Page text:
In a travesty of blogger failure, I’ve managed to write a whisky blog for SIX YEARS without reviewing Ardbeg 10 year-old. I now right this egregious wrong with the following review. I beg your collective forgiveness.
Ardbeg, that bastion of peat-freakdom, that Mecca of peat-worship, is one of the few distilleries that can print the phrase “not only the BEST of the Islay malt whiskies but THE BEST WHISKY IN THE WORLD” on its label and not be ashamed of the pretension and hyperbole. Of course, there is no such thing. The “best whisky in the world” is a concept that only Jim Murray believes in, because it sells him a lot of books. Still, Ardbeg is a solid contender for membership in the pantheon of best distilleries in the world, and many whisky aficionados would place it high on their personal lists. Many fellow noobs have cut their peat-teeth on this smoky monster, and it has ruined many of the same for other peated drams.
Ardbeg 10 is a relatively simple dram. It is Ardbeg single malt, using heavily-peated malt (55 to 65 ppm) from the maltings at Port Ellen (Ardbeg’s own kiln-fired maltings closed in 1977) and aged for at least 10 years in ex-bourbon barrels. The whisky is batched and bottled without chill filtration at 46% ABV. I’d like to point out that unlike many other whiskies *cough*Macallan*cough*, Ardbeg 10 has risen in price only $5 to $10 in the last six years, and is still just as good. That’s impressive.
Thanks especially to Laura from The Baddish Group, who both reminded me that I have not reviewed this stalwart dram, and kindly sent me some. Thanks, Laura!
Color: Pale straw
Nose: Pungent. A hint of lemon precedes a torrent of smoky peat. The peat is redolent of campfires, with toasted wood, charcoal, woodsmoke, and smouldering dry grass. Beneath the peat is a subtle layer of vanilla and brine.
Palate: Full-bodied. A tinge of sweetness greats the tongue, of pure malted grains and oaky vanilla. This is quickly obliterated by smoking hay, dry seagrass, slightly bitter charcoal, and dense, woodsy peat. While the flavors are intense, they are also very well-balanced, and the tongue burn is minimal, considering its robust 46% ABV. One could contemplate this smoky complexity for hours.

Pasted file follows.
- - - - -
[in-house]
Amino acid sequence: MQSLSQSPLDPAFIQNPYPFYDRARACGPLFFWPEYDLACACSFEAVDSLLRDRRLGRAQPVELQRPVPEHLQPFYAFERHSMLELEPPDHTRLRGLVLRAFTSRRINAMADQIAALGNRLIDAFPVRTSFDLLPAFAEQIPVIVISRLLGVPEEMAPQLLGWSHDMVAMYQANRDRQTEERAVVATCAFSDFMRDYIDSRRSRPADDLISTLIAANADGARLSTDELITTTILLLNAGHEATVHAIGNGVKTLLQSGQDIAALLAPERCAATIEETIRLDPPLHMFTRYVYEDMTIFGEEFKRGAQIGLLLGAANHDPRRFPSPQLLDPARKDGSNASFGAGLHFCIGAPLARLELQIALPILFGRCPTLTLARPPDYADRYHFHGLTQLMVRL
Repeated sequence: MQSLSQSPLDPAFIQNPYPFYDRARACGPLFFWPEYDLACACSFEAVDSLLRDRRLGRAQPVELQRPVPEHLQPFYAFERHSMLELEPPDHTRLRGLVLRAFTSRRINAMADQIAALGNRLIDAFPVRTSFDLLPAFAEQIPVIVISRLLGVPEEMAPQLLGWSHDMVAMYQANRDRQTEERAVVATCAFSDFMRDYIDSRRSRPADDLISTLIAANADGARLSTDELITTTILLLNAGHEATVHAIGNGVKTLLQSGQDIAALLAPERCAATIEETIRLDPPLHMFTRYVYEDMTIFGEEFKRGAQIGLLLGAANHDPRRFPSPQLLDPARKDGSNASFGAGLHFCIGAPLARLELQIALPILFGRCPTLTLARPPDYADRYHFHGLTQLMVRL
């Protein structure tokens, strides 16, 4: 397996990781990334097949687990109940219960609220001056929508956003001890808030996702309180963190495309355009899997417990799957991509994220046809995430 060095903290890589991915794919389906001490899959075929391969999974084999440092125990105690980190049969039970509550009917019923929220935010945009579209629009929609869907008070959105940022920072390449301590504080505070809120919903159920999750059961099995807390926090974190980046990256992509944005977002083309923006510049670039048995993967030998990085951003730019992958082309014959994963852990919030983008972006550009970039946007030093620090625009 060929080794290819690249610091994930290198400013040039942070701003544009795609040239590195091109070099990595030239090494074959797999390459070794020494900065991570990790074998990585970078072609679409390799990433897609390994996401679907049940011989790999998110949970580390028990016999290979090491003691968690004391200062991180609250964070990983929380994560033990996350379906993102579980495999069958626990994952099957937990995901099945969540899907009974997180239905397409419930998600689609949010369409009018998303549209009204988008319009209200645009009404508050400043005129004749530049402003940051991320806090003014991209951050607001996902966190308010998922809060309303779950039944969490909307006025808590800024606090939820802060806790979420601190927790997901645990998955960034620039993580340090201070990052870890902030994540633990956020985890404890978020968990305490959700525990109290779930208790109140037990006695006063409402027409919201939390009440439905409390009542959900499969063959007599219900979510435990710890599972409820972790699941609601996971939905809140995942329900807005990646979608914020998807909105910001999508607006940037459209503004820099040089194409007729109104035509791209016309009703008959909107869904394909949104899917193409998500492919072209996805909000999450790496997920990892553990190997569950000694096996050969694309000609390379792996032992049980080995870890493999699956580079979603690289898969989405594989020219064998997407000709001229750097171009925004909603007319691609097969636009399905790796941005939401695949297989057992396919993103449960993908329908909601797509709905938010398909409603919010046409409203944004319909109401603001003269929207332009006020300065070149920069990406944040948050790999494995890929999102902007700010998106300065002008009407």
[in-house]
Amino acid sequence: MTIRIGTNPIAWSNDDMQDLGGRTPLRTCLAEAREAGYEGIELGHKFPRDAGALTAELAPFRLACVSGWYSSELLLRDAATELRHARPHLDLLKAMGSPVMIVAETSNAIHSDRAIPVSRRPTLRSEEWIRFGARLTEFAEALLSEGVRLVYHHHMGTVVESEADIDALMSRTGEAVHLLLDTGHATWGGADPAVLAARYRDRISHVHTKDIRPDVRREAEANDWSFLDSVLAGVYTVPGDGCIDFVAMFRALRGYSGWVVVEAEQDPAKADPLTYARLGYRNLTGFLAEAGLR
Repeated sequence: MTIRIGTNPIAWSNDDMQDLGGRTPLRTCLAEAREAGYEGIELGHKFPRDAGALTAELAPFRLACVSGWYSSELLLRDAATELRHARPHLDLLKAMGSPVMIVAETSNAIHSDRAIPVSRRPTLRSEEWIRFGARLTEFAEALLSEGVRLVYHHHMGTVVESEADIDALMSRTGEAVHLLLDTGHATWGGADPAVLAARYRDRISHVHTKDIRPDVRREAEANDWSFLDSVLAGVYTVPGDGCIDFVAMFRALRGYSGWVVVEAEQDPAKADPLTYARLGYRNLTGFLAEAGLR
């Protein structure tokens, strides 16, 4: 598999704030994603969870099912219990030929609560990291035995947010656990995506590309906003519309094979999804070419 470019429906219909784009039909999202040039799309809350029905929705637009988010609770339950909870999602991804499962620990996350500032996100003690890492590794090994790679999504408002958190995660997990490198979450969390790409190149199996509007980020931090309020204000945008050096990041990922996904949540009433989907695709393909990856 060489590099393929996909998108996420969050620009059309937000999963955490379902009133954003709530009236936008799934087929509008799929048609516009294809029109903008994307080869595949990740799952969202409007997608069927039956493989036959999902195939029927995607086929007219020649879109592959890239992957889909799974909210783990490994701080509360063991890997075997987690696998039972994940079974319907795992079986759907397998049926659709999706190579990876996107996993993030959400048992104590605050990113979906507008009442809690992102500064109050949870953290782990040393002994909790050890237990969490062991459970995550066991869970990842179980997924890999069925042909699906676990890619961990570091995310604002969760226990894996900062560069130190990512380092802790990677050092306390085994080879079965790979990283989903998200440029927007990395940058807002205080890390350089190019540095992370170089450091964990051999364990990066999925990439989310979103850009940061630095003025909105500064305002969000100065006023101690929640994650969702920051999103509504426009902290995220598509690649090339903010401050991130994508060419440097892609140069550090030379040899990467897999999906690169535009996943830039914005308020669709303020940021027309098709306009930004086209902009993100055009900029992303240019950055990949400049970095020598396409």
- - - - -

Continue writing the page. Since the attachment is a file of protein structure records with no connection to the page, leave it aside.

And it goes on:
Finish: Very long (I will be tasting Ardbeg on my lips and tongue throughout the evening). A swath of bitterness is balanced well by a resurgence of malty, nutty grains and a strong spike of anise and black pepper. This all fades together, leaving a fugue of grassy, boggy peat and smoke.
With Water: A few drops of water initially mute the nose, so give the glass a few swirls and a rest before nosing again. The water seems to unbalance the alcohol burn and peat component, making the aroma sharper and more one-dimensional, although I get some buttery oak now. The palate is tamer and sweeter, but the balance still seems off. At 46%, this does not need water. I recommend keeping it neat.
Overall: I’m often struck by the differences between Ardbeg peat and Laphroaig peat. The former is all about smoke, and the impression is of a distant wildfire, pervading everything. The latter is all about the sea, with brine and seaweed and iodine. I can’t say which I prefer – I’m alternatively in the mood for either – and I can’t say that either is objectively better. Still, the essence of Ardbeg is control over chaos – an impressive feat considering the wild force of nature that peat becomes in the glass. Ardbeg is both masterfully constrained and wildly flavorful, the kind of whisky that makes you realize why people like smoky flavors in scotch, and also reminds you that the Scots have been perfecting this style for hundreds of years. If you haven’t had Ardbeg 10, there’s really no point in reading about it. You must experience it to complete your training, young padawan. If you aren’t sure you like peat, though, consider just buying a glass, neat, first. If you find you like peat, you cannot go wrong by owning a bottle.